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Is Trump’s Brand Compatible with Incumbency?

June 19, 2019
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(MANDEL NGAN/AFP/Getty Images)

Midway through his rollicking 2020 campaign kickoff event Tuesday night in Orlando, President Trump made a sudden digression from his ordinary boilerplate—which consists of wild boasting about his administration’s unequaled accomplishments commingled with breathless denunciations of his foes—to chew over a question that’s been bothering him: Should he keep rolling with the slogan he rode to the White House in 2016, or is it time to rebrand?

“You know, we have a big decision to make,” Trump told the throng. “You know what I’m going to say. We have to come up with a theme for the new campaign, right? Is it going to be Make America Great Again—which is probably and possibly the greatest theme in the history of politics, I think? Make America Great Again! MAGA country, right? MAGA! MAGA! MAGA Country! We’re in MAGA country, that I can tell you.

“But you know, today we had a massive day on the stock market. A lot of things are happening . . . So now I say we’ve made America great again. But how do you give up the number one, call it theme, logo, statement, in the history of politics, for a new one? But, you know, there’s a new one that really works. And that’s called Keep America Great. Keep America Great! In other words, Make America Great Again, well, we’ve really done it . . . So I’m gonna ask you to vote on it. I’m gonna go Make America Great Again, then Keep America Great. Let me just hear by your cheers what you like.”

Judging by their enormous cheers, the crowd was perfectly happy to go either way. But Trump remained pensive: “In all fairness, Make America Great, the greatest of all time. I really believe that. The greatest of all time. How do you give up the greatest of all time with a new theme? Because you know what’s gonna happen? If I do it with a new theme, I give up the greatest of all time, and if I lose, people are going to say, what a mistake that was!”

Amid the bloviating, it was a rare moment of introspection for Trump—who, after all, can’t be faulted on his bad branding instincts. Because the truth is that Keep America Great is an ill-suited rhetorical platform for an incumbent who has never bothered to develop his politics beyond what was required to seize the throne as an iconoclastic outsider. An incumbent who, deep down, would rather not be running as an incumbent at all.

As anyone who has been paying attention to Washington for the past two years could tell you, the executive branch is essentially headed by two Donald Trumps. There is the Donald Trump who must do the actual work of presidenting, whatever is required of him in a given day: Signing bills, reading clipped statements, participating in state visits, and generally doing the work of preserving a healthy nation.

But Trump has never abandoned his other role, the one he slips into pretty much whenever he’s given a little time to himself: the role of Donald Trump the pundit, the savage, unbridled political commentator who often speaks, confusingly, as though he does not already call most of the shots in the most powerful government in the world.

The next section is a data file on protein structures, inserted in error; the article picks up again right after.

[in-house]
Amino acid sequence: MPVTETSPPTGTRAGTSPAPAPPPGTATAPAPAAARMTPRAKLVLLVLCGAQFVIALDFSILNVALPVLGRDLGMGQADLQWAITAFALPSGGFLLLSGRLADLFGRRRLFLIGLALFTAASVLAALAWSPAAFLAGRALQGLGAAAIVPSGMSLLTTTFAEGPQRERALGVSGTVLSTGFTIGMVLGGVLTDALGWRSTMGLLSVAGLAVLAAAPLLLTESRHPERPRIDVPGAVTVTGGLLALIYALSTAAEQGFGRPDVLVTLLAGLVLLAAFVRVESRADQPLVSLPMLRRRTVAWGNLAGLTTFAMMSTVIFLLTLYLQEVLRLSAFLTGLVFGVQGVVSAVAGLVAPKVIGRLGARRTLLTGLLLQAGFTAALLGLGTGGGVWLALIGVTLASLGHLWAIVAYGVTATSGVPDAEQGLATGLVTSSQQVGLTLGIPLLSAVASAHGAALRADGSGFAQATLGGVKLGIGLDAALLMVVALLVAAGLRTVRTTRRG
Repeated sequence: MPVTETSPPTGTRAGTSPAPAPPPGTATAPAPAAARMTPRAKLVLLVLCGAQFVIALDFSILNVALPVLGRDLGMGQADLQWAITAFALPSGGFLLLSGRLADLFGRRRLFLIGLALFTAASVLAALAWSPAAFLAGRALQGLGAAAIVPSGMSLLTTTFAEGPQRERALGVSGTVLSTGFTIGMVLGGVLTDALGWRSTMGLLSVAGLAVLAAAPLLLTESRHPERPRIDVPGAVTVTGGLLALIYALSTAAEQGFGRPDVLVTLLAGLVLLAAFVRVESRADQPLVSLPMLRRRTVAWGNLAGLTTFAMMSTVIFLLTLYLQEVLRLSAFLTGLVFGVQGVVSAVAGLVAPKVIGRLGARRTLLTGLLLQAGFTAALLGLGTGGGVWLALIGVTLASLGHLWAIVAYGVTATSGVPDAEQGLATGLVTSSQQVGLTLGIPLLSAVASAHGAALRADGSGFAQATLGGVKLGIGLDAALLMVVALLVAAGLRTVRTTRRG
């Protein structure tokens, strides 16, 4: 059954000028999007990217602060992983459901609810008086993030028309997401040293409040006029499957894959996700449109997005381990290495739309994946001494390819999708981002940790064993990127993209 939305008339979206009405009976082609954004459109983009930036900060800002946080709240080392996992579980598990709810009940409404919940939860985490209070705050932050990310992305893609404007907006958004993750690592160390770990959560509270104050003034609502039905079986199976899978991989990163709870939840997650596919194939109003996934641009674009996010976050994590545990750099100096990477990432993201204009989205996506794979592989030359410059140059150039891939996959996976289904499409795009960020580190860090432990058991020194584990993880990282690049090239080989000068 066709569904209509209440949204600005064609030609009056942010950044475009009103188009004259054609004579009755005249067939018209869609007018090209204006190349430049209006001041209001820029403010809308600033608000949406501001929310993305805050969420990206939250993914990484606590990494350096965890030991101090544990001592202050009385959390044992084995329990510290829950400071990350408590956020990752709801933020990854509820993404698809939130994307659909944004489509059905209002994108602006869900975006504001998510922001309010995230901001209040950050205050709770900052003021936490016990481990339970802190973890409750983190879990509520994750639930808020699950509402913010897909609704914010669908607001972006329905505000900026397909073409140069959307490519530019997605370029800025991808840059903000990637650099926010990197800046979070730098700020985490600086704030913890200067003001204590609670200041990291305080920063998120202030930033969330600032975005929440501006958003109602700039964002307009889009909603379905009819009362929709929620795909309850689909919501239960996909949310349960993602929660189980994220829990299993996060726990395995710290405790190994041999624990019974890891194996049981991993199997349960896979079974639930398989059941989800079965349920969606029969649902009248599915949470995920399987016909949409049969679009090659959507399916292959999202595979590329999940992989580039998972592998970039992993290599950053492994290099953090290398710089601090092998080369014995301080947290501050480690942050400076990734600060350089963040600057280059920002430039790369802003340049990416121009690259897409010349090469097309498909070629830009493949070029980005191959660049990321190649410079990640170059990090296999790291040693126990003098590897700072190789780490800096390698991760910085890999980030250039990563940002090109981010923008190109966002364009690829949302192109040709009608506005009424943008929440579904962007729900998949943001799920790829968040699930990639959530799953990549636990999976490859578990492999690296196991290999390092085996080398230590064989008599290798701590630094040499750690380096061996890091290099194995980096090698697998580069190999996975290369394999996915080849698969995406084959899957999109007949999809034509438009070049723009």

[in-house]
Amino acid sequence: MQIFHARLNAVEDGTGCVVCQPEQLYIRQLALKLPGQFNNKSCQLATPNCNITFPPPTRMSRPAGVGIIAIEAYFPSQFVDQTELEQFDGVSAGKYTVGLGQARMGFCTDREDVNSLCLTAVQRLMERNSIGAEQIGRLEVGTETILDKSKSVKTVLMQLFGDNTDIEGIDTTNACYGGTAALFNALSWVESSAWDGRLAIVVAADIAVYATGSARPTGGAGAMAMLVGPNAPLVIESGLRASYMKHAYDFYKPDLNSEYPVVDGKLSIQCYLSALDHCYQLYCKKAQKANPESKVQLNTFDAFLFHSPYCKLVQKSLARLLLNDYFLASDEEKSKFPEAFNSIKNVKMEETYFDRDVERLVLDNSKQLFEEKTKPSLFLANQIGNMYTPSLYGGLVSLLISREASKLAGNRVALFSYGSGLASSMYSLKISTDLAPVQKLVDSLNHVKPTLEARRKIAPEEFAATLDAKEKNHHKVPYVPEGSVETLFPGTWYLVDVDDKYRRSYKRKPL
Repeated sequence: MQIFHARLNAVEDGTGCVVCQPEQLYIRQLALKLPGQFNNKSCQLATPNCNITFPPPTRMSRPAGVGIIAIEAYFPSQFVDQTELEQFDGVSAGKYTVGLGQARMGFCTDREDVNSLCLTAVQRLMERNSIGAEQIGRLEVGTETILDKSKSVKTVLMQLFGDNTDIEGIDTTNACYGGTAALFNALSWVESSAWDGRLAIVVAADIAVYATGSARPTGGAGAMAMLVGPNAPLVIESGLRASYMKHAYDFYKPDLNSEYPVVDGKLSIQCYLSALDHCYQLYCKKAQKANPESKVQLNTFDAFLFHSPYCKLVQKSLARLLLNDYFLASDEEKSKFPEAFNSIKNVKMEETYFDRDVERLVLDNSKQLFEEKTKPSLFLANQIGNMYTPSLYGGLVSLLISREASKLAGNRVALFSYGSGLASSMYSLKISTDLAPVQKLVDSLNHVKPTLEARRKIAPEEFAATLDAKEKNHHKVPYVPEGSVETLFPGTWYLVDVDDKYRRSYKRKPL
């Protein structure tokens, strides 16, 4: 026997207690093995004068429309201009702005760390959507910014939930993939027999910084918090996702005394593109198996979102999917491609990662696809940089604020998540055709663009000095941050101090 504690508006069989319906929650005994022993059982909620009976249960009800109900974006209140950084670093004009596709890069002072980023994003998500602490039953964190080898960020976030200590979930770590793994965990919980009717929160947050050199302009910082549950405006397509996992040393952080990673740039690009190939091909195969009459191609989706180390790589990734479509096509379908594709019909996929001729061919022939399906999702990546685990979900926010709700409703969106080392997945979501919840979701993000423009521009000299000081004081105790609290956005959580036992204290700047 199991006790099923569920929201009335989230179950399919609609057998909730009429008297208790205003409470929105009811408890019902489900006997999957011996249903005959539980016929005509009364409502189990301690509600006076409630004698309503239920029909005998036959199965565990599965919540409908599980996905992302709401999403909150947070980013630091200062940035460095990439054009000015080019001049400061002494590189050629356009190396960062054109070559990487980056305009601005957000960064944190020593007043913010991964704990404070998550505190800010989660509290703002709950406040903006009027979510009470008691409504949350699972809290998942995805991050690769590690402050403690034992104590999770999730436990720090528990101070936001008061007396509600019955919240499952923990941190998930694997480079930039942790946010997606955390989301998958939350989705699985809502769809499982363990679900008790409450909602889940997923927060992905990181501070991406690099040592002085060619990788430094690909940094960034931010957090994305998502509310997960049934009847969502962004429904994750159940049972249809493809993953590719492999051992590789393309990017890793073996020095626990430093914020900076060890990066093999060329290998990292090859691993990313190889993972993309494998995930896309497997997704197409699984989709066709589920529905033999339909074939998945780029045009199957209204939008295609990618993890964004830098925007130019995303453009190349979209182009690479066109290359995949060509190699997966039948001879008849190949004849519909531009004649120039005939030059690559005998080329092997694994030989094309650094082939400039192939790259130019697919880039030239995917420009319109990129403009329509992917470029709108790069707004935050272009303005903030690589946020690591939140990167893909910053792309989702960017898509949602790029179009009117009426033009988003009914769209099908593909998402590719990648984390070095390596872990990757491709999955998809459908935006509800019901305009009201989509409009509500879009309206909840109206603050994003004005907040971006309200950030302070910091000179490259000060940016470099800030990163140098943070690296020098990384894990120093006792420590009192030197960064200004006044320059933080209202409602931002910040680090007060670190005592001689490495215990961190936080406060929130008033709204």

This is the version of Donald Trump that shows up most days on Twitter: railing against his own underlings for supposed acts of insubordination or poor policy decisions, or against his opponents for stymying the golden age he would otherwise be able to usher in. It is the Trump that shows up at rallies like the one on Tuesday: spending less time denouncing potential 2020 opponents than relitigating old hangups from 2016, going on and on about how “Crooked Hillary” Clinton “destroyed evidence, deleted and acid-washed 33,000 emails, exposed classified information and turned the State Department into a pay-for-play cash machine.” (The audience humored him with a rousing chorus of “Lock Her Up,” a request that makes less and less sense the longer Trump runs the Justice Department without doing any such thing.)

Over and over again, President Trump makes it clear where he is most politically comfortable: Not in actually delivering on his sales pitches, which are after all nearly always sweeping, gaudy, and unattainable, but in simply perpetuating the act of spellbinding his fans with the pitch itself.

Which underscores the problem with “Keep America Great”: It only works if Trump’s supporters believe he has accomplished everything he set out to accomplish for them. And surely that’s not the case. Where is The Wall? Why is she not locked up? How is it that he’s still making more or less the same stump speech he’s been making for four years? It doesn’t actually make sense.

Trump’s best hope is in convincing his people that those promises—The Wall, the return of U.S. manufacturing, the end of illegal immigration—would have been here by now, if not for the deplorable interference of the president’s powerful enemies. But that the times are changing, and if they’ll just give him four more years then any day now those promises will finally come true.

It’s a strong pitch, but one that won’t work forever. Even President Trump knows he has to turn the corner to “Keep America Great” eventually. But who can blame him if he’s a little apprehensive about doing it today?

Andrew Egger

Andrew Egger was a senior writer at The Bulwark.